Do You Need A Reason To Get A Divorce in Pennsylvania?

Posted in Divorce on May 8, 2018

Contrary to popular belief, there is a reason for a divorce even in a no-fault case and that reason, legally, is the same in all such actions: The marriage is irretrievably broken. Said another way, the marriage is broken and cannot be fixed, so we agree to end it.

A party seeking a no-fault divorce must swear in writing to the court that the marriage is irretrievably broken and the lawyer who files the divorce must sign that document as well. So, if one files for a no-fault divorce and marriage is not really broken but is being ended for some other reason (like a more favorable tax situation, for example), that is a fraud upon the court and must not be pursued (and a lawyer may not accept such a case). Of course, such fraudulent divorces are very rare and virtually everyone filing a no-fault divorce feels the marriage is in fact broken and beyond help.

No-fault divorce was added to Pennsylvania law in 1980 as a supplement to our 200-year-old fault divorce law. Under fault divorce law, in an uncontested case, one party is required to appear in court and tell to a master in divorce (who is typically a lawyer whom the court appointed for the limited purpose of simple, uncontested, fault divorces) the things that party did not like about the other party (whose presence in court was not required). Our broadest grounds for a fault divorce are indignities. Other states may use incompatibility as their most general grounds.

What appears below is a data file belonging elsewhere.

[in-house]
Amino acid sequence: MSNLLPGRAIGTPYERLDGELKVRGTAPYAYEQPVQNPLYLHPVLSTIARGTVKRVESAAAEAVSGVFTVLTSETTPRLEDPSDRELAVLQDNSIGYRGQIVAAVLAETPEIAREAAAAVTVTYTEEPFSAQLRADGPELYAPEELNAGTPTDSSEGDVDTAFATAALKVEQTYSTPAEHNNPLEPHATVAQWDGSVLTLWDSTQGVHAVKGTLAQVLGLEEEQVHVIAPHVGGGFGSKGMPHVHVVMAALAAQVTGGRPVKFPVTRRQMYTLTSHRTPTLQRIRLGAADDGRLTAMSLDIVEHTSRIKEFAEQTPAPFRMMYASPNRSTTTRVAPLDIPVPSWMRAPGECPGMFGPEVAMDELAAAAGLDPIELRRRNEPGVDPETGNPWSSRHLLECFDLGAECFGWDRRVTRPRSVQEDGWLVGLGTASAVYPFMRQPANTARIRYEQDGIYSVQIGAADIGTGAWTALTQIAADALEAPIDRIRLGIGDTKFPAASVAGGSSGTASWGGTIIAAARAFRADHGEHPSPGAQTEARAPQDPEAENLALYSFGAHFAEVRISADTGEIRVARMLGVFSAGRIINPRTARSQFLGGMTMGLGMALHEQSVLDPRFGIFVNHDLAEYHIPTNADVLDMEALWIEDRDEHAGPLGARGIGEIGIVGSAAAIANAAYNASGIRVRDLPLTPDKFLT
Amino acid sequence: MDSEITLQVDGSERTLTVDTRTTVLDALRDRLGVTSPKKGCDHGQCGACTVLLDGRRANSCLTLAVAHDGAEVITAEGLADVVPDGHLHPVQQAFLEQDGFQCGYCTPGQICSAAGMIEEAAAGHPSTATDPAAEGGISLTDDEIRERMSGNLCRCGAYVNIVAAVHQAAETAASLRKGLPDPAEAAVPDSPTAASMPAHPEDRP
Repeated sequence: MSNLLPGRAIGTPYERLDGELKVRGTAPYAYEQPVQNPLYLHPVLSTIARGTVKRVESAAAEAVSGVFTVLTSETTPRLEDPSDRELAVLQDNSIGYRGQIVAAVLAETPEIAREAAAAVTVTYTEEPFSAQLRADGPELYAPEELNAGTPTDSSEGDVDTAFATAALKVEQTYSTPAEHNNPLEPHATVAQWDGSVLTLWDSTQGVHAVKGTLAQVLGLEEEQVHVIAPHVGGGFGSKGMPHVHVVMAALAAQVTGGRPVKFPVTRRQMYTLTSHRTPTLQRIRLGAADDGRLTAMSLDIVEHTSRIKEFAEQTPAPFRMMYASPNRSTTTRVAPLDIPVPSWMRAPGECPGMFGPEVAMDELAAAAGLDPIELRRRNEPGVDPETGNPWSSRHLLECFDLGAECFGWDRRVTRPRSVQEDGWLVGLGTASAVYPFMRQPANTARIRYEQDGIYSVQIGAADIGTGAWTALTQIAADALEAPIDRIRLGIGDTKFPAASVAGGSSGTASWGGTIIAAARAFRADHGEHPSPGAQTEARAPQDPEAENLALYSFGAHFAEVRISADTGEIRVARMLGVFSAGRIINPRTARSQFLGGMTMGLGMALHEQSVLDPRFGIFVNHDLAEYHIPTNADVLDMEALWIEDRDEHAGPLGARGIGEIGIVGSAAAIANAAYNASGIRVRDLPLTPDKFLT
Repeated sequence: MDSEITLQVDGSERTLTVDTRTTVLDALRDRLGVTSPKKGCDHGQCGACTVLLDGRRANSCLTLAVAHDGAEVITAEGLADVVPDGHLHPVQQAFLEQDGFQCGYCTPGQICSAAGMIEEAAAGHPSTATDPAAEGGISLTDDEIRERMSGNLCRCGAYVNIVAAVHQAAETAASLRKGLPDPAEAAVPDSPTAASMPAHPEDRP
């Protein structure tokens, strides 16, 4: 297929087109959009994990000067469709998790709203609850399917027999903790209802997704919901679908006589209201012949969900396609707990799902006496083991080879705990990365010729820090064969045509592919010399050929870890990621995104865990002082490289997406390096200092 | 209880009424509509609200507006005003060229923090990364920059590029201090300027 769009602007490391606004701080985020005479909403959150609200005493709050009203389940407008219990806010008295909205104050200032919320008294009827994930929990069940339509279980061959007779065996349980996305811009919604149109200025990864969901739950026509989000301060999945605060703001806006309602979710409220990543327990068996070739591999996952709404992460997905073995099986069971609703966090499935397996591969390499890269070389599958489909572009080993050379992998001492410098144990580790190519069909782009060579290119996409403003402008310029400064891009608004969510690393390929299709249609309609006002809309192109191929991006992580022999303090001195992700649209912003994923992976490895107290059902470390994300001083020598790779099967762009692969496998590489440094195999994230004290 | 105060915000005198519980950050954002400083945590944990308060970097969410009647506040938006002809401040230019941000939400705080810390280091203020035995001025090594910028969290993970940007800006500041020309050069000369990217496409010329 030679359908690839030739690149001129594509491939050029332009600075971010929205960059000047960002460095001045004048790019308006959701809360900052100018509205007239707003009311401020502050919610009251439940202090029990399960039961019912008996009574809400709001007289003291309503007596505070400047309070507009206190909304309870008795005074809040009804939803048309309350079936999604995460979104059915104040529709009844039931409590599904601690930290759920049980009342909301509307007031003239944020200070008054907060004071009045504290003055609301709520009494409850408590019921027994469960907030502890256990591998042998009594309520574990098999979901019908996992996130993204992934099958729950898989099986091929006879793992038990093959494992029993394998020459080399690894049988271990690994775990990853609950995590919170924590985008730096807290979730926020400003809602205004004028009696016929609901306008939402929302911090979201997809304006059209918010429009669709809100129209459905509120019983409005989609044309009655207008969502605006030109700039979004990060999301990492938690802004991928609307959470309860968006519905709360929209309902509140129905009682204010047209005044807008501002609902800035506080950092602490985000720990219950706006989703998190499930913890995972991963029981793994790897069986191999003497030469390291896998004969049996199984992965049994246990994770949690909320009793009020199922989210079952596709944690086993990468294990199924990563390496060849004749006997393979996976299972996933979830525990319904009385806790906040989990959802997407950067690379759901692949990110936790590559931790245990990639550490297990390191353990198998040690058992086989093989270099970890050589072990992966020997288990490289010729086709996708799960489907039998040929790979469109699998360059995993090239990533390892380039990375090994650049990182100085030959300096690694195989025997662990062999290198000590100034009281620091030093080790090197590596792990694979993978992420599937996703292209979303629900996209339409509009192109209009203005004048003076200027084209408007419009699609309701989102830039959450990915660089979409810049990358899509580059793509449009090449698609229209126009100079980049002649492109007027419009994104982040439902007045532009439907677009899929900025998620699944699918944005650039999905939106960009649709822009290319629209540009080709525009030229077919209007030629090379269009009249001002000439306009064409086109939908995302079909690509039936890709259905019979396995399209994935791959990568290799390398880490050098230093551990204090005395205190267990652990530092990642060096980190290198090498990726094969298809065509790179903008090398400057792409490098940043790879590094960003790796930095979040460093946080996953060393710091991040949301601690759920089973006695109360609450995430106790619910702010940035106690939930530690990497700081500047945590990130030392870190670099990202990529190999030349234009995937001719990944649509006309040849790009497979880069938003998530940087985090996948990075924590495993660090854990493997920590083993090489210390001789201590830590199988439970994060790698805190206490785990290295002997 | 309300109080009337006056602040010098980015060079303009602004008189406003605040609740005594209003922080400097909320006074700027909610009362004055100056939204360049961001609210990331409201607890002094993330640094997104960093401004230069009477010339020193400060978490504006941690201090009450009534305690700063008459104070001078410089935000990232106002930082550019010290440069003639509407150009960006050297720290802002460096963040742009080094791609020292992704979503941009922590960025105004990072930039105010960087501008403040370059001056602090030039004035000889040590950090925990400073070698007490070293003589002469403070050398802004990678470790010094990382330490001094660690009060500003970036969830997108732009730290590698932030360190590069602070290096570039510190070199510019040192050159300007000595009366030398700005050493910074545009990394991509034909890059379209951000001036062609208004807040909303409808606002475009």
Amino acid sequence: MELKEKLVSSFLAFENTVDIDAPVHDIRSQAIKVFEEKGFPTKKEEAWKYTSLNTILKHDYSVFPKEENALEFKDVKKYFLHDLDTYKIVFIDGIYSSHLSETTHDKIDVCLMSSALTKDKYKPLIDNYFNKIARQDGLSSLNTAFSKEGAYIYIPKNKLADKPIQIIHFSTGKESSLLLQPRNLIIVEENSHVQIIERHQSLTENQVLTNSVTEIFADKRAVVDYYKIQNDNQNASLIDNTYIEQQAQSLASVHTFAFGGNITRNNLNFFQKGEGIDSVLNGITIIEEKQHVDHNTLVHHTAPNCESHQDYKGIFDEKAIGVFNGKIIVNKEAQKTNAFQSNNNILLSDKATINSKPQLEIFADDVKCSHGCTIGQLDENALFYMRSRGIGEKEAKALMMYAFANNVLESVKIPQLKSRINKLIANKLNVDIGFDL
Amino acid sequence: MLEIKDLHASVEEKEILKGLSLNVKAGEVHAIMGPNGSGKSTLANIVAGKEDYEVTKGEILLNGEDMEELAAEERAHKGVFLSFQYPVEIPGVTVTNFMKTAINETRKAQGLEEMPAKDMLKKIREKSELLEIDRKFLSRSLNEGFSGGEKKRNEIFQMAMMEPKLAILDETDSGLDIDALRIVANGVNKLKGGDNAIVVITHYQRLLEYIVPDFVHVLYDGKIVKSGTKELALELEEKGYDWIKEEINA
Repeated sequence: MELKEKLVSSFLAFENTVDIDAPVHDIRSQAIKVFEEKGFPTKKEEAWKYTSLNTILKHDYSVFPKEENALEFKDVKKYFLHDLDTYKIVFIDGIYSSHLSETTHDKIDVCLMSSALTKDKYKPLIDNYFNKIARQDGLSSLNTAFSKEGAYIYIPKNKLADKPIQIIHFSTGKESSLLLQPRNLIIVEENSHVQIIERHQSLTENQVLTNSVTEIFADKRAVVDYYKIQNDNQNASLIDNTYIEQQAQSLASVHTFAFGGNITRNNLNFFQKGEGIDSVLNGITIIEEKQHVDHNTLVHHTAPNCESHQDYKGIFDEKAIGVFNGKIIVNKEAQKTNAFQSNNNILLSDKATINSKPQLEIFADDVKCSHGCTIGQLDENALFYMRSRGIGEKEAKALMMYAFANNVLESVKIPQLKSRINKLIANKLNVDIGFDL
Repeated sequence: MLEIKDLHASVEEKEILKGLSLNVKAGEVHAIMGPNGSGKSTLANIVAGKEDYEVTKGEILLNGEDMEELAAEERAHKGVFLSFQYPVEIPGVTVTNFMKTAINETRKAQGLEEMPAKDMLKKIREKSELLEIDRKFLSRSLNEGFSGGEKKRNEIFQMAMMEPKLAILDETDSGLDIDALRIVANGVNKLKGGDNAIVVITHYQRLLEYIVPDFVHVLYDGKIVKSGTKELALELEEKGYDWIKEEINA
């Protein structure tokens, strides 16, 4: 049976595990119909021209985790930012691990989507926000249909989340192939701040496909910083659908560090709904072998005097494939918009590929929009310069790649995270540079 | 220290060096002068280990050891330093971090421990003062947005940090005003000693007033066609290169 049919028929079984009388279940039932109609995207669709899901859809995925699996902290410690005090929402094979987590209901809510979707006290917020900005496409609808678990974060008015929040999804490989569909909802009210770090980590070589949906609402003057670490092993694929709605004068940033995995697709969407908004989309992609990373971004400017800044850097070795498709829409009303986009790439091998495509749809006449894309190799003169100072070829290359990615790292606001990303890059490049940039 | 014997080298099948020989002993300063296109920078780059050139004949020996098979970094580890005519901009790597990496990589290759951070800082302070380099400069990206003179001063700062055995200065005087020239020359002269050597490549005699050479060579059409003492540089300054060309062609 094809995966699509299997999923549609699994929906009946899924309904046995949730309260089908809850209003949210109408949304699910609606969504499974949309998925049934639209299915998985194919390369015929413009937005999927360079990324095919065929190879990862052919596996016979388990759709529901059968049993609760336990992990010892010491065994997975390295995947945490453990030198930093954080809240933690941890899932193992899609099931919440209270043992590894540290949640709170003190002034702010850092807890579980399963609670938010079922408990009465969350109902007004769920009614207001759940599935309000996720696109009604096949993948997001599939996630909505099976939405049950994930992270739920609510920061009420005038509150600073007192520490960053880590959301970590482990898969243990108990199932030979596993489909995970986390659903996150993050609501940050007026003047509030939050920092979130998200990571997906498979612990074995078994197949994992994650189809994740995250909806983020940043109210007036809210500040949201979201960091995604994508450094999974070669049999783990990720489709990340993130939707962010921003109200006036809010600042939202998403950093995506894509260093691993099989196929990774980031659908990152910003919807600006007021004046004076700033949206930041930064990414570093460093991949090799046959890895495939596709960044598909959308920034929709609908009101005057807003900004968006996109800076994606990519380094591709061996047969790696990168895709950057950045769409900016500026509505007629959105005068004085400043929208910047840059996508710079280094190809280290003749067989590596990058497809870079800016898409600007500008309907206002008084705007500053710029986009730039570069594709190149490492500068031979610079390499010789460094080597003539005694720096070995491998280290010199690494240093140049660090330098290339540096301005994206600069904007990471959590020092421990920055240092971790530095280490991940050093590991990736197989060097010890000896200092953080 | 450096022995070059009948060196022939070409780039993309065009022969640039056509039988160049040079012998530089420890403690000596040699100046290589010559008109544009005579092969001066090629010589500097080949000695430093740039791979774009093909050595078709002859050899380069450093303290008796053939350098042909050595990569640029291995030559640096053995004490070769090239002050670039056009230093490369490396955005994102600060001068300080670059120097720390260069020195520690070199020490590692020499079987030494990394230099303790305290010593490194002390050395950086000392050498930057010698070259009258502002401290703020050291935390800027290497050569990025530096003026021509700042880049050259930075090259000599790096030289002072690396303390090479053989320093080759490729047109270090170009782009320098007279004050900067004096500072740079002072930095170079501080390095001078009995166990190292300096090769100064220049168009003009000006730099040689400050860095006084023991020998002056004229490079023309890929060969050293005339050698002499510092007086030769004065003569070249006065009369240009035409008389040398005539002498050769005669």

Unless one was married to a truly saintly person, the simplest misbehavior would be enough in an uncontested case, so, no, one was not required to lie about the other party. Nonetheless, it is an extremely distasteful thing to do (and what is said is all taken down by a court reporter and made a permanent part of the court record and was available to the public to be read for the asking). Even the simplest uncontested fault divorce was expensive because you needed a lawyer in court with you and the court charged high fees to pay for courtroom time, the master and the court reporter.

In simple, uncontested, no-fault divorces, there are no court appearances, no masters, no court reporters and you do not have to pay your lawyer to go to court. If I handle your case, there will not even be an office visit! We just need to prepare the documents, send them out, get them signed and sent back to me so I can file them in court. That’s why the process is described as a SIMPLE, uncontested, no-fault divorce.